However, I do have some complaints regarding the seating. The driver’s seat itself is supremely comfortable, but the driver’s door armrest padding has collapsed – it feels like it is a memory foam type material under the creamy auburn leather, but it doesn’t return to shape anymore. Granted, my elbow is misshapen and bony from old sports injuries, so it is clearly caused by my natural driving position, in which my elbow rests on that exact spot, causing the divot. And because of those injuries, my elbow is a bit sensitive, and it feels like it’s resting on a hard surface rather than the padded one intended. While I am sure there are worse pains and problems in the world, it is a disappointing failure in quality, so we’ll take it by a dealer to see what they can do about it.
Regarding installation of child seats, the second row is excellent, with easily accessed anchors and easily moved seats to reach third tether anchor. There’s even room for an adolescent or small adult between a pair of car seats in the outboard positions, or an armrest with covered storage that reveals a pair of USB chargers rated at a tablet-friendly 2.1 amps. Without the armrest down, the door pocket bottle holders are the only places for drinks, and they’re a little low for any children in car seats
The third row is, naturally, less comfortable for adults, but my kids love going back there. Strangely, while there are anchors for a full child seat, they are oddly situated so that a child seat must be positioned in the middle, blocking you from collapsing just half of the 50/50 split-folding seat, and preventing a second passenger from sharing the space. This is hugely disappointing for my son, who just wants to sit back there with his big sister in her booster seat, so neither of them gets to sit back there in order to be fair.
Before we sign off on this update, we just wanted to share a few comments about the drive. Obviously, it’s no sports car, but with all that low-end torque from Mazda’s clever turbocharged 2.5L, it gets moving easily, even with a full load of passengers, and lives up to that Mazda mantra of “Driving Matters,” although it sounds a bit gruff and buzzy when you really lean on it.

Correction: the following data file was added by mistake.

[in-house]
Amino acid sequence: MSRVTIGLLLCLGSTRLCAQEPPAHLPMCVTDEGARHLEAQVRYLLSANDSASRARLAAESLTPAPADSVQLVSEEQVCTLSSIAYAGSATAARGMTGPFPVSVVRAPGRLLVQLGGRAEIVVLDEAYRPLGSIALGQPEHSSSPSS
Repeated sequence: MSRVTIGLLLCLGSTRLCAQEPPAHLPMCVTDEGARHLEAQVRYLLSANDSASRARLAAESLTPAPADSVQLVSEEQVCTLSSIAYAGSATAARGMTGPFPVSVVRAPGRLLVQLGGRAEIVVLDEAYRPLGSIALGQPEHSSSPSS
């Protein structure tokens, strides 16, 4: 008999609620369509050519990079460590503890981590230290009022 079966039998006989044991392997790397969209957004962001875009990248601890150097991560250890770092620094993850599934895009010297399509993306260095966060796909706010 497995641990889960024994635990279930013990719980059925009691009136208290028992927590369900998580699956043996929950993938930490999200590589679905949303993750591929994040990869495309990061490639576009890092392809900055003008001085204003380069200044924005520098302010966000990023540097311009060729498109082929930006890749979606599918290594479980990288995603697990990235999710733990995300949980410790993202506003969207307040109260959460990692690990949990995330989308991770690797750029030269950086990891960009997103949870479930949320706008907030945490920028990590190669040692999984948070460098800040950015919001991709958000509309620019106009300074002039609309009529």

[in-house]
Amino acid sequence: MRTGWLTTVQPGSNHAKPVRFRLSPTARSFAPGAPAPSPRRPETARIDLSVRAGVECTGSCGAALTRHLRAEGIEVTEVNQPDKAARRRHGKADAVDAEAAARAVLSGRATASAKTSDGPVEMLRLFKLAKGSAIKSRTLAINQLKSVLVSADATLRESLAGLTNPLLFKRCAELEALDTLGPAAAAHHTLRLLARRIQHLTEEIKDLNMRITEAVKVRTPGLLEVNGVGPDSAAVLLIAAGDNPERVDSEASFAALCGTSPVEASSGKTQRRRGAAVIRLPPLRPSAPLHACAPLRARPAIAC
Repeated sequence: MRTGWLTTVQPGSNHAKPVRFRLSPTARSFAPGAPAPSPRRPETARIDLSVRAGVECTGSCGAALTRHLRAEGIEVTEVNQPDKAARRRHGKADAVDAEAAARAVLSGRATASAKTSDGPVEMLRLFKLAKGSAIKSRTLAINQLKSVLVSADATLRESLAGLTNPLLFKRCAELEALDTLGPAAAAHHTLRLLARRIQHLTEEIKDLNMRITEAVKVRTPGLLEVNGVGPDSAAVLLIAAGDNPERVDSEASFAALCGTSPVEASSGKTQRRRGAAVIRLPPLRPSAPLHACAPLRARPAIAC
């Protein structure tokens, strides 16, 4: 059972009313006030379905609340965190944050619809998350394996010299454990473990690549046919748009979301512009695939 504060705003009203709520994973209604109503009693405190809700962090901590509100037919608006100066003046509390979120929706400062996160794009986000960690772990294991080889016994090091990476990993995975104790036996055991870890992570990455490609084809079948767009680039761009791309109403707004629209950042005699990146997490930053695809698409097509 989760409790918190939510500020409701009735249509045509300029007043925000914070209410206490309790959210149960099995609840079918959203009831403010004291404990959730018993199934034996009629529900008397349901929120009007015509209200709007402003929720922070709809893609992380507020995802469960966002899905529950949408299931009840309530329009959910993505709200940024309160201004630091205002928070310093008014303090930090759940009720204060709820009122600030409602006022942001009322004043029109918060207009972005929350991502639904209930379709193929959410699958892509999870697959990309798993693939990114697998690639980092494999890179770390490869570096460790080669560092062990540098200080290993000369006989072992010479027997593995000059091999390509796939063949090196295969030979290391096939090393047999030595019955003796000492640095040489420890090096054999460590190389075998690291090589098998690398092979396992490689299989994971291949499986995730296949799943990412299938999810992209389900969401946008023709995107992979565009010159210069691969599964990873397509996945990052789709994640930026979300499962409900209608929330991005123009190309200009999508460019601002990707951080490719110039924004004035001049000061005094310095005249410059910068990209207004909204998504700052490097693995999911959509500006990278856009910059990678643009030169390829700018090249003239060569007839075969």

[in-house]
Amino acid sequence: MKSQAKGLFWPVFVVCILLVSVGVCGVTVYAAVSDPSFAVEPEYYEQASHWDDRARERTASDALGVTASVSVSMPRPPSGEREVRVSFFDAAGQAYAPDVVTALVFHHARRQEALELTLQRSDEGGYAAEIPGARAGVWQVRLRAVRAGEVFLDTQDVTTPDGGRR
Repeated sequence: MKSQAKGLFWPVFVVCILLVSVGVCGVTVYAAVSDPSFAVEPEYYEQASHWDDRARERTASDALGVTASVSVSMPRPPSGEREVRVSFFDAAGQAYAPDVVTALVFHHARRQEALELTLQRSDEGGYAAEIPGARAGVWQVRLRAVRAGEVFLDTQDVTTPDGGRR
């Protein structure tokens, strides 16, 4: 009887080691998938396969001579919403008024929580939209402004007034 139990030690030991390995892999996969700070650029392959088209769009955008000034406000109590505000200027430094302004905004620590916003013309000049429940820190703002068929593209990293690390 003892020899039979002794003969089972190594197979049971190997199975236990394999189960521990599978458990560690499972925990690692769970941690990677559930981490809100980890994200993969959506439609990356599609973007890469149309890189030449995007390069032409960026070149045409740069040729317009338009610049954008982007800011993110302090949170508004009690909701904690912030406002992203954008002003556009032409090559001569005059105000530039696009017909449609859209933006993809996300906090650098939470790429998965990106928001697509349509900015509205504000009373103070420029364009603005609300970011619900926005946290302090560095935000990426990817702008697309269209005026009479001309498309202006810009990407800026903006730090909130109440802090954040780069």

Still, The CX-9 is easy to drive and even fun to sling into a corner or onramp, but it does so without compromising the necessity of a family vehicle being comfortable enough to let sleeping toddlers lie when they nod off on the mid-afternoon drive across town on the weekend. Anthony also appreciated the accommodating ride in city driving: “It is one really smooth ride. I live downtown and driving through annoying speed bumps I’m usually pretty cautious and slow, but the CX-9 eats up all of the downtown living road imperfections.” Plus, while it’s a seven-seater with room for the family and friends, it’s not so big as to be unmanageable and the steering is light enough at low speeds to make navigating tight underground parking lots or parallel parking on busy city streets easy, especially with the help of the back-up camera.
As to the vaunted Skyactiv efficiency, we’re seeing 20 mpg overall since first taking possession of it, but seems to be getting better, showing 21.4 mpg on the trip computer since resetting it after the first two tanks, which were the engine’s first 1,000 miles, so perhaps not best representative of the CX-9’s expected efficiency once broken in. And for the most part, this is short hops, commuting in fairly heavy traffic and even some towing, so we’re expecting this number to keep climbing as we pile on the miles and get a good dose of highway driving on Anthony’s upcoming road trip.
We’ll be back in a couple weeks with our report on the trailer-hitch installation and the towing test, but let us know if you have any more questions or missions for the CX-9.